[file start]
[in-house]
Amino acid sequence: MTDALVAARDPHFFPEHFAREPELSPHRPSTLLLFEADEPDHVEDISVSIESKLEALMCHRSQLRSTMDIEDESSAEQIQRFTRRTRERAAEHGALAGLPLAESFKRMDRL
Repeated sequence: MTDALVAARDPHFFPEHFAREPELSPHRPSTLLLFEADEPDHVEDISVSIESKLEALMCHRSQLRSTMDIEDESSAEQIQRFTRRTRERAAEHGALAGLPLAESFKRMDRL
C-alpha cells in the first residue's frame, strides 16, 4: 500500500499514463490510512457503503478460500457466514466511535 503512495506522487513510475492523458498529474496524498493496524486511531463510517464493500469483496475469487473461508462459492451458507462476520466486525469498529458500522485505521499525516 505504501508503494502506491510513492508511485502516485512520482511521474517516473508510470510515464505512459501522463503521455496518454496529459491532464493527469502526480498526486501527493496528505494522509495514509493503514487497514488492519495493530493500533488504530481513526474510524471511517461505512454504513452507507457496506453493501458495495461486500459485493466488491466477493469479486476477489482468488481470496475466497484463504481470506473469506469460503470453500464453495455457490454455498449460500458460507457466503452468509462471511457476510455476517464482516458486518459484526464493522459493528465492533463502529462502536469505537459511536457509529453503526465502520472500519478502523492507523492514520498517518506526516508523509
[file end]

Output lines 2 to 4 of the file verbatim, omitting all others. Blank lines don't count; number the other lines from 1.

Amino acid sequence: MTDALVAARDPHFFPEHFAREPELSPHRPSTLLLFEADEPDHVEDISVSIESKLEALMCHRSQLRSTMDIEDESSAEQIQRFTRRTRERAAEHGALAGLPLAESFKRMDRL
Repeated sequence: MTDALVAARDPHFFPEHFAREPELSPHRPSTLLLFEADEPDHVEDISVSIESKLEALMCHRSQLRSTMDIEDESSAEQIQRFTRRTRERAAEHGALAGLPLAESFKRMDRL
C-alpha cells in the first residue's frame, strides 16, 4: 500500500499514463490510512457503503478460500457466514466511535 503512495506522487513510475492523458498529474496524498493496524486511531463510517464493500469483496475469487473461508462459492451458507462476520466486525469498529458500522485505521499525516 505504501508503494502506491510513492508511485502516485512520482511521474517516473508510470510515464505512459501522463503521455496518454496529459491532464493527469502526480498526486501527493496528505494522509495514509493503514487497514488492519495493530493500533488504530481513526474510524471511517461505512454504513452507507457496506453493501458495495461486500459485493466488491466477493469479486476477489482468488481470496475466497484463504481470506473469506469460503470453500464453495455457490454455498449460500458460507457466503452468509462471511457476510455476517464482516458486518459484526464493522459493528465492533463502529462502536469505537459511536457509529453503526465502520472500519478502523492507523492514520498517518506526516508523509